In The Texture of Memory (1994), author James Young explores monuments, memorials, and public spaces related to the Holocaust. What makes Young's approach unique is the connection he draws between the location of public art and its role in the Holocaust.
Young begins by exploring the complicated history of Germany and its postwar monuments and memorials in a chapter titled "The Ambiguity of Memory." Young suggests that one way Germany has dealt with the sense of guilt over the Holocaust is through public art, particularly at the sites of destruction. Perhaps the most thought-provoking section of this chapter is "Austria's Ambivalent History," in which Young analyses monuments such as Alfred Hrdlicka's "street-washing Jew," which seems to simply blend into the landscape as so many bystanders did during the Holocaust.
The second chapter delves into Poland's wartime and postwar history in "The Ruins of Memory." This title is fitting because Poland was decimated by the Nazis. Young dedicates a great deal of the chapter to looking at the ways in which concentration camps, or extermination centers, such as Auschwitz and Majdanek deal with issues of remembrance. It is fitting that very little has physically changed in the camps since the Nazis were defeated. The responsibilities of these sites as memorials are almost overwhelming when one considers that they are the final resting places for millions of victims.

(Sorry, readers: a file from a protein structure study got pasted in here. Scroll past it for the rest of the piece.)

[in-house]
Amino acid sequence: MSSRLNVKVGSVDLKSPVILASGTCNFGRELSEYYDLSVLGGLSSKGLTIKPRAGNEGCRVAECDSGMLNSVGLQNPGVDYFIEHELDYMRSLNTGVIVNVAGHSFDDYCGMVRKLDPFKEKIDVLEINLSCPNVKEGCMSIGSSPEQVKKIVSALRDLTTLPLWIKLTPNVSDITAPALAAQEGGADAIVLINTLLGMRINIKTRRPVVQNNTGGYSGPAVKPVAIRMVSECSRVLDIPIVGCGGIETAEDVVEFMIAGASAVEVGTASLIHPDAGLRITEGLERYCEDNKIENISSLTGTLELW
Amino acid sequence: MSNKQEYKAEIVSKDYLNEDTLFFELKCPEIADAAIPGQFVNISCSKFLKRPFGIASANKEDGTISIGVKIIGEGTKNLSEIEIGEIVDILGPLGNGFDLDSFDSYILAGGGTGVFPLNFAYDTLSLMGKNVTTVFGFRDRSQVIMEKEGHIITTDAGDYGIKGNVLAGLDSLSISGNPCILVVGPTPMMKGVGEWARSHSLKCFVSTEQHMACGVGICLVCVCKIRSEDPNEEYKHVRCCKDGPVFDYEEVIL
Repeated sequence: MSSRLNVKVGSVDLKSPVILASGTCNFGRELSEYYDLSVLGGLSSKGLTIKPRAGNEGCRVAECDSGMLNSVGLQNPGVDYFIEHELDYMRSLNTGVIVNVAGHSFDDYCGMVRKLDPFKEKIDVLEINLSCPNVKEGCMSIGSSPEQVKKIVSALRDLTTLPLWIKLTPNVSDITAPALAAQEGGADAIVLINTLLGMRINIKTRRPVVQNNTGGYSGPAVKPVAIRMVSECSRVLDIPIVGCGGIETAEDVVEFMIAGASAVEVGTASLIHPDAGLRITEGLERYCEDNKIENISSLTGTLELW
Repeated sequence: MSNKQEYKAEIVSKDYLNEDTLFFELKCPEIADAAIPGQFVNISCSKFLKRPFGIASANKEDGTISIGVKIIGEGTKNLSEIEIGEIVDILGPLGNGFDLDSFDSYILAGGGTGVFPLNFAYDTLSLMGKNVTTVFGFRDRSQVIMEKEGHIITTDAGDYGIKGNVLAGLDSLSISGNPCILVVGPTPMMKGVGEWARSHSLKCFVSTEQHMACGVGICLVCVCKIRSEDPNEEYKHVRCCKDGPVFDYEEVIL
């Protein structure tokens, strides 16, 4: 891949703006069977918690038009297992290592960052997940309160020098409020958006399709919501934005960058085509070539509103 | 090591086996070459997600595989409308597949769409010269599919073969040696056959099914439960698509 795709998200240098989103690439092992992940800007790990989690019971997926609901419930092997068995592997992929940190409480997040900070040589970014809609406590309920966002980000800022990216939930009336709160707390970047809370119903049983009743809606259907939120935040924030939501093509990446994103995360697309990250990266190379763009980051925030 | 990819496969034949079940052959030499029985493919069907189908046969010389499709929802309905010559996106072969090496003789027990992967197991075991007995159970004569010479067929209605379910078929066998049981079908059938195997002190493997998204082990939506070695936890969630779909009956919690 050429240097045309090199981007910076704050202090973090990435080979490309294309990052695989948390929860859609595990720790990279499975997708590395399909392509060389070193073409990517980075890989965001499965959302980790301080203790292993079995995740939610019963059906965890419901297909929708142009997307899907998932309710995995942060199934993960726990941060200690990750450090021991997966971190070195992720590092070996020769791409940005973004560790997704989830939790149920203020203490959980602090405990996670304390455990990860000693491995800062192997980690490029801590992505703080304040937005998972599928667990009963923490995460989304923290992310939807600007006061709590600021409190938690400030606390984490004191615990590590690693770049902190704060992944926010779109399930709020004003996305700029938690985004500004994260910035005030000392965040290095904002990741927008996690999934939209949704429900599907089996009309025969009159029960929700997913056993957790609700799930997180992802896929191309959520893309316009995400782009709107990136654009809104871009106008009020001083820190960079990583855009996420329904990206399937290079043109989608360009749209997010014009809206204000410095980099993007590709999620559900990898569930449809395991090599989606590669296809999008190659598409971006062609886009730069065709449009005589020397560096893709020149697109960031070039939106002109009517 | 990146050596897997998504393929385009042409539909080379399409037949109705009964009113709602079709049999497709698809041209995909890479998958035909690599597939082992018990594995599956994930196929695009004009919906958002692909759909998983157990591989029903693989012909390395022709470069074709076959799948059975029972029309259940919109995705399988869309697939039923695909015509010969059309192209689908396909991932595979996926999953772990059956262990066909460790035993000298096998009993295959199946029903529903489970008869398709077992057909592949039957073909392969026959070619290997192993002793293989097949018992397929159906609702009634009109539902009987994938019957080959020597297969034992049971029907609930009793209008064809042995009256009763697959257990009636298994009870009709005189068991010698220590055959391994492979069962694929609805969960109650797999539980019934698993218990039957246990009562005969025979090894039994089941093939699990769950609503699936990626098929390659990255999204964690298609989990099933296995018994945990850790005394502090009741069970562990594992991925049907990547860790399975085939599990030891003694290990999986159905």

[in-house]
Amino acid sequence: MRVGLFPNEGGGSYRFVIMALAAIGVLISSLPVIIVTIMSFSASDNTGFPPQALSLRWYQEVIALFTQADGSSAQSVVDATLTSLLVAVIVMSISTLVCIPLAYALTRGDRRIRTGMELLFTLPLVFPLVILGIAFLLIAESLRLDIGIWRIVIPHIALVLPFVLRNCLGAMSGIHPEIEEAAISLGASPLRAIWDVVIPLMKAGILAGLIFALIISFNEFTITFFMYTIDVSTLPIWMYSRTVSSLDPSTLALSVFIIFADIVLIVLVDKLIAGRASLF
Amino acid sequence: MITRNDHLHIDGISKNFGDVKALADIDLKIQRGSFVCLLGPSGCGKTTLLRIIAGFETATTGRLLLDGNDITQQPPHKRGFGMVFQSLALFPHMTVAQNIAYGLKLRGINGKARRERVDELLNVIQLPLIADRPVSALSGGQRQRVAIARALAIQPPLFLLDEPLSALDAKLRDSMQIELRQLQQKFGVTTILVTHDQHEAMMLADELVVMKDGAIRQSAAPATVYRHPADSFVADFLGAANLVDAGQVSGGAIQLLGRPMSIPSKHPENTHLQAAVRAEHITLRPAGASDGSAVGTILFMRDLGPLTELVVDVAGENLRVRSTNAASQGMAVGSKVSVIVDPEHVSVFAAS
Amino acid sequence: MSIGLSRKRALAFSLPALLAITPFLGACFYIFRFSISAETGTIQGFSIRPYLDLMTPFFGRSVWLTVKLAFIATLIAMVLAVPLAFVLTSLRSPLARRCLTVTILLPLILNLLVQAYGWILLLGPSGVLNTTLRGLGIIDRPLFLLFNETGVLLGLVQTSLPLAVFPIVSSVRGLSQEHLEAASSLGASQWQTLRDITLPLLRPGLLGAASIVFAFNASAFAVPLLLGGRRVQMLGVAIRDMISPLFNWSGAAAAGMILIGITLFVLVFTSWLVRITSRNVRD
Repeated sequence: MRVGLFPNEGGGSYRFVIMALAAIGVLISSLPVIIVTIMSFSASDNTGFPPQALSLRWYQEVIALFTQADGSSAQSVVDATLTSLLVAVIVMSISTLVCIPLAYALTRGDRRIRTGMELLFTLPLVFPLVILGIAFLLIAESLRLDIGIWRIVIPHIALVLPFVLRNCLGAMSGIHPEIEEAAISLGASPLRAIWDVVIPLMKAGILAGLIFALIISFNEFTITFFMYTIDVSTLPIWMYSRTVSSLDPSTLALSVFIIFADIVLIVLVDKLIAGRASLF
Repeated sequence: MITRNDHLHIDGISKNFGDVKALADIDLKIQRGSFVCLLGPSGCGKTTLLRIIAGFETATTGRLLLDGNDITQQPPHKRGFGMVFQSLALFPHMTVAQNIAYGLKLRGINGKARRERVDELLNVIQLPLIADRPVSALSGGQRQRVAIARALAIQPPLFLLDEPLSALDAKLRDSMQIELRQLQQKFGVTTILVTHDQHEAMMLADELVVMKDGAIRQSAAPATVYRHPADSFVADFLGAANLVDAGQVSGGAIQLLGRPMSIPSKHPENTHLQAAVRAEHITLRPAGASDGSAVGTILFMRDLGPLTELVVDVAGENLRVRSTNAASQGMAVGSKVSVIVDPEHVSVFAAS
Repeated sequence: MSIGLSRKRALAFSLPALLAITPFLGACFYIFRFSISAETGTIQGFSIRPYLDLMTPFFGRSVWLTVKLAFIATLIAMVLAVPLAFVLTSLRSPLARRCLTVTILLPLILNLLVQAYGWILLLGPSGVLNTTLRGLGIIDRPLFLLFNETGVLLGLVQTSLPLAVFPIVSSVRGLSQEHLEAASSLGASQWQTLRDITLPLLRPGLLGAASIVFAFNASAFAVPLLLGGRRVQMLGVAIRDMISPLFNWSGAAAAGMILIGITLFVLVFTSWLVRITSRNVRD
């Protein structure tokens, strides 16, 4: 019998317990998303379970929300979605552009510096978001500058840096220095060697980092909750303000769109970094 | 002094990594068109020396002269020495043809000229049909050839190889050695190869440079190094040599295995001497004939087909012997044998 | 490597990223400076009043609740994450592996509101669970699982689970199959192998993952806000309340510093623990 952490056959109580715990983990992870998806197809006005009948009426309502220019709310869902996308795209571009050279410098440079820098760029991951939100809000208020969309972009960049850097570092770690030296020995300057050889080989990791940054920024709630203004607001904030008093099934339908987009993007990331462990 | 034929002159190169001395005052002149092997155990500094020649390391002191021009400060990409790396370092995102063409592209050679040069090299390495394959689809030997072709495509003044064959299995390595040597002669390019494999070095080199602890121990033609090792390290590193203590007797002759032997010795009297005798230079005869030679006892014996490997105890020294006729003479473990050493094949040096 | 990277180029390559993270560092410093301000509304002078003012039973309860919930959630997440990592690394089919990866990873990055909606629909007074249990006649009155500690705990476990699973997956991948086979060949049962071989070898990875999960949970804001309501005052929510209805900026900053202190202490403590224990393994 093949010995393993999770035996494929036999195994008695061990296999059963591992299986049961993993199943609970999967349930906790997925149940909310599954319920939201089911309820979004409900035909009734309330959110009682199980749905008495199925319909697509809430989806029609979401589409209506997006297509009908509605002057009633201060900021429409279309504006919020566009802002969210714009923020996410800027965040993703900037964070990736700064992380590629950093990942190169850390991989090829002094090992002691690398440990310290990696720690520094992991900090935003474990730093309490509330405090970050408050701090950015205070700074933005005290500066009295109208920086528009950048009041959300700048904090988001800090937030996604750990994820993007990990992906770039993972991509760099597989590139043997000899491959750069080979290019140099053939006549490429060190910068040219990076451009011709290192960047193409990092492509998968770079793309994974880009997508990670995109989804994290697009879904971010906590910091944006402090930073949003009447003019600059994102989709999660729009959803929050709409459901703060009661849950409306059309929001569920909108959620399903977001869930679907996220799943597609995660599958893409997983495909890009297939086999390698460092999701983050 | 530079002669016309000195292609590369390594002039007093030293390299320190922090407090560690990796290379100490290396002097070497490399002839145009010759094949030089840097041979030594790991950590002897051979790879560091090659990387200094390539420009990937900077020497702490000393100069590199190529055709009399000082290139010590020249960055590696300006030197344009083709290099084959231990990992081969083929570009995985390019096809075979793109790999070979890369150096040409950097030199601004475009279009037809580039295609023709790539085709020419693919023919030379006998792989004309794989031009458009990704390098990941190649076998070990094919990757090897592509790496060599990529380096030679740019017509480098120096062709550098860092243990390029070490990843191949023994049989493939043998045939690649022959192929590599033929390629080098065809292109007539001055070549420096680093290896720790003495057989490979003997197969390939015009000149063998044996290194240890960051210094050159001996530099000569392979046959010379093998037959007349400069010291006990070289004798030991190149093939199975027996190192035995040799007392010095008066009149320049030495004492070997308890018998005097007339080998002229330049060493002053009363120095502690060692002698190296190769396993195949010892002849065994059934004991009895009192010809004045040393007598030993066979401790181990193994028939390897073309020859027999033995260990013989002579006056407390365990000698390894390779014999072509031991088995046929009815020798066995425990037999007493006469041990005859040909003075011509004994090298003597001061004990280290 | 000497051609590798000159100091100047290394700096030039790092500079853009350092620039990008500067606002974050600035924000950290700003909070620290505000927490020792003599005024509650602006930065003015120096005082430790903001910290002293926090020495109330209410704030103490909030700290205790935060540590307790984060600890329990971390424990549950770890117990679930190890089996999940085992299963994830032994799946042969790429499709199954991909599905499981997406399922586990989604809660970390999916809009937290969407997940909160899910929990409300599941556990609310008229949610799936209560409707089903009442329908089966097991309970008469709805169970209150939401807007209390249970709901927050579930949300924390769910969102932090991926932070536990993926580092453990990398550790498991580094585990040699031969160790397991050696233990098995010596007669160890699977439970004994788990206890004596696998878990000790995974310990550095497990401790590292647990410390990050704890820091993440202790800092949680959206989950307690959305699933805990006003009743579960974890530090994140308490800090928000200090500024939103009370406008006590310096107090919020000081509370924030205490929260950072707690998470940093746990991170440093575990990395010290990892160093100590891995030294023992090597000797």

The third section of the book examines Israel's "Holocaust, Heroism, and National Redemption." Israel plays a special role in the postwar world as it is the Holy Land for those displaced by Nazi atrocities. Much of the chapter focuses on both Yad Vashem and, more specifically, the work of sculptor Nathan Rapoport, whose Scroll of Fire chronicles the history of the Jews and how Israel came to be their homeland. Yad Vashem has the challenging task of serving as a memorial to the six million Jews who perished in the Holocaust and commemorating those who resisted the Nazis and risked their lives to save Jews and other victims.
The final chapter of Young's work focuses on America and "Memory and the Politics of Identity." This final section of the book explores the United States Holocaust Memorial Museum as well as the Holocaust Memorial in Boston and other monuments such as Nathan Rapoport's Liberation and George Segal's The Holocaust.
In short, Young's book sparks in readers a critical question: what should the role of public art be in relation to history?